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Health

Kerry Klein / KVPR

Bakersfield College "Hackathon" Brings Health Advocates Together

Today, Bakersfield College kicks off a new event to address health problems in the San Joaquin Valley--its first-ever public health “hackathon.” Over 100 people from across Central California have signed up for the hackathon, which aims to use technology to address public health challenges like chronic disease, food insecurity and environmental health. Nurse and public health student Elizabeth Patterson says her project idea involves helping young adults mentor each other about sexually...

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Ezra David Romero / Valley Public Radio

Outdoorsy 6: Rocks, Fossils and Gold

For today's show, we're exploring the Valley's natural resources. Those can include lots of things, like water, historical artifacts, and animal species, but today we're focusing on rocks, minerals and ancient fossils. We’ll tell you how to find neat resources like these in and around the Valley, and how you and your kids can learn more about them. The audio version even features a few bonus geology puns! GOLD IN THE REGION So we’ve had a really wet winter and spring this year. Reservoirs are...

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Valley Public Radio

Valley Edition: April 25 - Fresno Shooting; Arvin Bikes; High-Speed Rail; Avocados; Bakersfield Jazz

Today on Valley Edition our team reports stories on a bike program for kids in Arvin with a unique donor and how a researcher near Visalia is looking for the perfect avocado for Central Valley growing conditions. We also learn more about last week's quadruple shooting in Fresno. Later we are joined by the Fresno Bee's Tim Sheehan to talk about California high-speed rail. Ending the program we learn all about the Bakersfield Jazz Festival.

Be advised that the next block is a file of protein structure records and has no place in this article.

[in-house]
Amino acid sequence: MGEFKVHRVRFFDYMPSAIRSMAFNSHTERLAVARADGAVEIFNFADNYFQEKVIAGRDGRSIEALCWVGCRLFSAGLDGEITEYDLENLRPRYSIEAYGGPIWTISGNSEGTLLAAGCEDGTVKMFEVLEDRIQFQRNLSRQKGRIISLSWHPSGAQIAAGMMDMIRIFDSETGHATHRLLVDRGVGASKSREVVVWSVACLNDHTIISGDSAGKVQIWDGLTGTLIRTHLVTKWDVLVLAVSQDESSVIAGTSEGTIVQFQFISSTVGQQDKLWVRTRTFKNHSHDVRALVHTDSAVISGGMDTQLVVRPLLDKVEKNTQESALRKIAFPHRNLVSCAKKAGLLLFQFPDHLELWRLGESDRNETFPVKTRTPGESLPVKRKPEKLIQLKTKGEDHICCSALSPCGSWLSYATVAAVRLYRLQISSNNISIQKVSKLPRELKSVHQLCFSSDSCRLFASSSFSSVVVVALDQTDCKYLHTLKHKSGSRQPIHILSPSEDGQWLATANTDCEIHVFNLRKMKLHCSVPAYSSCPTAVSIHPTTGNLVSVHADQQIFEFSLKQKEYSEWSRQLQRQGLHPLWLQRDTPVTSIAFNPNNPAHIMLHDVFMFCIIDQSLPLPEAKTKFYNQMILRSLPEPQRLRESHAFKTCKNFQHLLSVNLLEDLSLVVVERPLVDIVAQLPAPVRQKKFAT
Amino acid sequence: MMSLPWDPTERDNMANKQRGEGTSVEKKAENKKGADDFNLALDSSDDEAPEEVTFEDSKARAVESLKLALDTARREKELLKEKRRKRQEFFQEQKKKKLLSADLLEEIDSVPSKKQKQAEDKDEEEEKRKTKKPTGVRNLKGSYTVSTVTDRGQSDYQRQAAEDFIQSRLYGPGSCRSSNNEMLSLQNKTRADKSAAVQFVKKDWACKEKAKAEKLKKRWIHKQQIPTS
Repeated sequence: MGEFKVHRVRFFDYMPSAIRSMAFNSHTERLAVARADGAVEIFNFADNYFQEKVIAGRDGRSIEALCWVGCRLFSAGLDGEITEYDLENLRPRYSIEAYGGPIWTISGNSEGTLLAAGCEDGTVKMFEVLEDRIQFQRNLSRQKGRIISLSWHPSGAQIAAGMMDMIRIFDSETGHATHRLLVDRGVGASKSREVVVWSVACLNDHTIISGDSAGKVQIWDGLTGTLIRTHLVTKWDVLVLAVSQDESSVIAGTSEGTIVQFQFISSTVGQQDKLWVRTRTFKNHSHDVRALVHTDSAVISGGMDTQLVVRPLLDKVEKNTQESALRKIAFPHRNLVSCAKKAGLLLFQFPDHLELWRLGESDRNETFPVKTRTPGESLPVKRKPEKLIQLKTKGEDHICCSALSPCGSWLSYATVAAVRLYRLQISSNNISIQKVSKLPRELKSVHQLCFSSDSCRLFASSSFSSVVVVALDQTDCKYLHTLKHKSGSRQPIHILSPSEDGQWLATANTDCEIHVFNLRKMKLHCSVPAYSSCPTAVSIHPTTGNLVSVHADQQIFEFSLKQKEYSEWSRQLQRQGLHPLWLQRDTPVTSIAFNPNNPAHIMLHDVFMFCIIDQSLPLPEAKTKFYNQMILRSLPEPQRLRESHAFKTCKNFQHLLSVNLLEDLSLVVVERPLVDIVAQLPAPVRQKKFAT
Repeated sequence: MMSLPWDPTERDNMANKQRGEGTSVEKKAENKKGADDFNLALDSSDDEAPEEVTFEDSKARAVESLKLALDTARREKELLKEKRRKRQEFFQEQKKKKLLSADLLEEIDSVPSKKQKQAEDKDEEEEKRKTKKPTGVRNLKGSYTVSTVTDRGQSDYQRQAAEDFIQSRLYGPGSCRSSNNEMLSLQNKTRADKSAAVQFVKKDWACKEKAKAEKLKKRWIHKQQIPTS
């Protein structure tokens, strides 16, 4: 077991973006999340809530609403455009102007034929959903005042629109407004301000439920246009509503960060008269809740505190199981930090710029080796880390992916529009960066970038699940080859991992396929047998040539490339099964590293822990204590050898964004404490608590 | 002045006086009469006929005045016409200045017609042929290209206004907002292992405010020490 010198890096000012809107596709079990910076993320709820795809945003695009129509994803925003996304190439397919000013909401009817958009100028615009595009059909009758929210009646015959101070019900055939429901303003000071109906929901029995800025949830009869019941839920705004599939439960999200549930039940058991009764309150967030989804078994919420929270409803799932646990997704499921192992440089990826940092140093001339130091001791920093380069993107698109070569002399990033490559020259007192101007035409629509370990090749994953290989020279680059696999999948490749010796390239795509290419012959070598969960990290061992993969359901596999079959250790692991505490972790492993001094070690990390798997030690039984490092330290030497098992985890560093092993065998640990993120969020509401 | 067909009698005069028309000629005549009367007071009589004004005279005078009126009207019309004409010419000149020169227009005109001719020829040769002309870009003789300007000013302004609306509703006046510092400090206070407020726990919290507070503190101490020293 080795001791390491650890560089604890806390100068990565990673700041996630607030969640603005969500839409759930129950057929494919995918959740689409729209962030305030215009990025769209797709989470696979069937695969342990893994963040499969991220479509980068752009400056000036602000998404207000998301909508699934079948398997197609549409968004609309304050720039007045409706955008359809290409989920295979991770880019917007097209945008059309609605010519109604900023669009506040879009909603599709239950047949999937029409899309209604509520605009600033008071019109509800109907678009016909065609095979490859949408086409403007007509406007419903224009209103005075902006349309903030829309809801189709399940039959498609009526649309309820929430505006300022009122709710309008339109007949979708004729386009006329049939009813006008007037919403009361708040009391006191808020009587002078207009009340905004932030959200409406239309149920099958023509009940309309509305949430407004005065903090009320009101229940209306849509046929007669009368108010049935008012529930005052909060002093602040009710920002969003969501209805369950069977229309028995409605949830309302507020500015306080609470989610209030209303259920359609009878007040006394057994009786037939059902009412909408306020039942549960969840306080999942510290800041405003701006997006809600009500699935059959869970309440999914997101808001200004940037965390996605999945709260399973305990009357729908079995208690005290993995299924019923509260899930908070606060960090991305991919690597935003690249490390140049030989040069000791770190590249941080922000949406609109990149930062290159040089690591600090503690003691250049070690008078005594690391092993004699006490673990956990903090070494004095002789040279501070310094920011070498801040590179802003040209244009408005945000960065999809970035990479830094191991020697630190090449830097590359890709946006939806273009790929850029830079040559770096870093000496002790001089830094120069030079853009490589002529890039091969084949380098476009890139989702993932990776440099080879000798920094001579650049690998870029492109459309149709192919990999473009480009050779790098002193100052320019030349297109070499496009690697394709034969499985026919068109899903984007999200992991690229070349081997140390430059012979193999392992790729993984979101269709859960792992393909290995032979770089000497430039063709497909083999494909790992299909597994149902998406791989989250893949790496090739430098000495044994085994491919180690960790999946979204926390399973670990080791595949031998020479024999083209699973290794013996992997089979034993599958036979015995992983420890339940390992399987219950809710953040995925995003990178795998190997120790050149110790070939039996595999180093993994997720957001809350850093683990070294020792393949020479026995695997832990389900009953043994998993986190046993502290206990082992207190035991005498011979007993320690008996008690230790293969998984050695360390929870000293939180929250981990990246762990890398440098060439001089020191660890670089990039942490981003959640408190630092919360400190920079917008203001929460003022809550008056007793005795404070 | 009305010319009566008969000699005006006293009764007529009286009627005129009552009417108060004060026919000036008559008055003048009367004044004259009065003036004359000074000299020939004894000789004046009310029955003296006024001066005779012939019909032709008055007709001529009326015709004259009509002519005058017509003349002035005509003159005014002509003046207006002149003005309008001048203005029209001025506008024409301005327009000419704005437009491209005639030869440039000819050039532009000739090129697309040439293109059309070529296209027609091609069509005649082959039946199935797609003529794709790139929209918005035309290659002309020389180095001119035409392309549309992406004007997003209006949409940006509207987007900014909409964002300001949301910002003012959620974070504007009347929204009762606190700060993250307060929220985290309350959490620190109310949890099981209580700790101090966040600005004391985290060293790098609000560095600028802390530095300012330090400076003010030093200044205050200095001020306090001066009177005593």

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Ezra David Romero / Valley Public Radio

That Sinking Feeling: Corcoran Fears Floods Thanks To Subsidence, Snowmelt

A new map released by NASA earlier this year shows that large portions of California are sinking. The worst of it is in the San Joaquin Valley. One of the main reasons is the over pumping of groundwater, especially in the last five years of drought. All that sinking and all the snow melting in the Sierra has Central Valley water managers like Dustin Fuller worried. He's managing an army of earth movers that are scraping top soil off farmland that surrounds the Corcoran State Prison in Kings...

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Community

Kerry Klein / KVPR

From Fresno With Love: Valley Chihuahuas Welcomed In Midwest

Animal shelters in the San Joaquin Valley are inundated every year with thousands of rescued dogs, cats and even pigs. But what happens to the animals that no one seems to want? While some shelters may euthanize, others go to great lengths to keep them alive. One group of animal rescuers has found a creative solution to a supply and demand problem. It’s almost 11 p.m. in an industrial zone of south Fresno. A small back lot near Highway 99 is dark except for the headlights of a van with tinted...